tional Association of Academies was holding its first regular session at Paris. This association was organized at Wiesbaden two years ago and held a preliminary meeting at Paris last year. It is composed of representatives of the great academies of the world—eighteen in all—and includes in its scope literature as well as science. The object of the Association is to promote international cooperation in scientific work; it represents a movement the importance of which is very great and the accomplishment of which is very difficult. It is probable that a more representative congress would better forward the ends in view, but it may be that such a congress can best be developed by beginning with a small meeting of eminent men. There seems, however, to be good reason to protest against the star chamber methods which the Association seems inclined to adopt. We are told of a dinner given by the municipal council of Paris, a reception by the president of the French Republic and a theatrical performance at the Comédie Française, but not the slightest information can be obtained regarding the secret sessions of the Academy, at which scientific plans were presumably considered. Questions to be taken up should be announced well in advance, and they should be carefully considered by scientific men and discussed in the scientific press. M. Darboux was acting-president for the meeting, and the honorary presidents were Dr. Mommsen, Dr. de Goeje, Sir Michael Foster, M. Berthelot and M. Gaston Boissier. We regret to learn that the delegate from the National Academy of Sciences, Prof. G. L. Goodale, was detained by illness at Geneva; otherwise all the academies were represented. The next meeting will be in London in 1904.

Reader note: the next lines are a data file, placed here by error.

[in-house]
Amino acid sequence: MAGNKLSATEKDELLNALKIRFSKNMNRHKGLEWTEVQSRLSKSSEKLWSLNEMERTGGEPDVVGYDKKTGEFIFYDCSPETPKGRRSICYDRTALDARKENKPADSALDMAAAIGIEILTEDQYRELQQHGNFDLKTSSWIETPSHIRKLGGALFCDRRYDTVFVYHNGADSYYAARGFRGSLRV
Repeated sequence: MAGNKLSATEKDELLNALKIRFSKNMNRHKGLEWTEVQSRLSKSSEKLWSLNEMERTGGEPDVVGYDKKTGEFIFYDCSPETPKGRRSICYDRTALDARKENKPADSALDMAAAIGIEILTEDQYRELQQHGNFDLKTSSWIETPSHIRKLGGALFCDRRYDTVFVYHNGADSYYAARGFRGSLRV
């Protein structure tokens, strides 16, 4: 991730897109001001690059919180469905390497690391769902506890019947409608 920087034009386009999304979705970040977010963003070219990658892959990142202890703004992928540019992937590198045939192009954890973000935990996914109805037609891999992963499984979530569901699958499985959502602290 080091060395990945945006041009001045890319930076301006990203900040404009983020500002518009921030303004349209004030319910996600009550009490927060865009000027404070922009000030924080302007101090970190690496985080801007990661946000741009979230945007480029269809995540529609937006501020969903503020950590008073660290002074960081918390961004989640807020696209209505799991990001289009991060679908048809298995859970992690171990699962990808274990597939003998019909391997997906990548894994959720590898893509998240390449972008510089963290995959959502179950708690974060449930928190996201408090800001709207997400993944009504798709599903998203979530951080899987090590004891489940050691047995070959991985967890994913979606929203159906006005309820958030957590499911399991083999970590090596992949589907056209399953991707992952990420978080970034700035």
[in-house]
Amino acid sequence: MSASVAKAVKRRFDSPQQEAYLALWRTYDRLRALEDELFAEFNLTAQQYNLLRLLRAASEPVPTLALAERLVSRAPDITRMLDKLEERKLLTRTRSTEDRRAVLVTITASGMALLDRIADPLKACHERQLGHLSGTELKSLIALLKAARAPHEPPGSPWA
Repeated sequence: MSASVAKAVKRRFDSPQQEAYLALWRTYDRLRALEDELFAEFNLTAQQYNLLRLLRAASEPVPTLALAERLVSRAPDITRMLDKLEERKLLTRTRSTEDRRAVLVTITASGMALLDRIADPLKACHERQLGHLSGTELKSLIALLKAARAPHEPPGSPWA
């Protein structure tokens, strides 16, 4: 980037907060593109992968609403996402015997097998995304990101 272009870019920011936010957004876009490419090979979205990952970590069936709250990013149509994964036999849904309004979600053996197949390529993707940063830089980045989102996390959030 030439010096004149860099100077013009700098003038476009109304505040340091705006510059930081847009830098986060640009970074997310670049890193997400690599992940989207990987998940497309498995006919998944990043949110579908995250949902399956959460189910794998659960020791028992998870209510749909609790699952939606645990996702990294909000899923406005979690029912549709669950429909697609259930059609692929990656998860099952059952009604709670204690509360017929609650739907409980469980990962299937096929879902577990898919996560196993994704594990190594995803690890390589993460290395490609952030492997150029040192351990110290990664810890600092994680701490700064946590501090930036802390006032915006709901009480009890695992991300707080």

The Council of the American Association for the Advancement of Science held its spring meeting at Washington at the time of the sessions of the National Academy of Sciences. The report made by the permanent secretary was very gratifying. Over seven hundred new members have been elected within the past year; the membership is now larger than ever before and includes almost the whole body of scientific workers in this country. The sum of $1,300 has been saved from current receipts and turned over to the permanent fund for the encouragement of research. The arrangement by which the weekly journal 'Science' is sent free of charge to members is apparently giving perfect satisfaction and is helping the Association in many ways. Progress has been made towards securing an agreement among universities and other institutions to set aside a week after the Christmas holidays for the meetings of scientific and learned societies. The plan was unanimously approved by the Association of American Universities, and Columbia and Cornell have already taken action lengthening their vacations for this purpose. Progress was reported in the arrangements for the Denver meeting, a single fare on the railways west of Chicago having been secured. The meeting, the first to be held so far toward the West, promises to be of unusual importance. Readers of this journal who are not members of the Association may obtain information as to the conditions of membership by addressing the permanent secretary. Dr. L. O. Howard, the Cosmos Club, Washington, D. C.
THE HARVARD COLLEGE OBSERVATORY.
The fifty-fourth annual report of the director of the Harvard College Observatory gives a clear idea of the activity which prevails at that institution. As the present year marks the beginning of a new century. Professor Pickering finds the time opportune for describing the present condition and needs of the Observatory. As stated in the previous annual report, the invested funds amount to something over $800,000. The annual income is about $50,000, but, owing to the continued diminution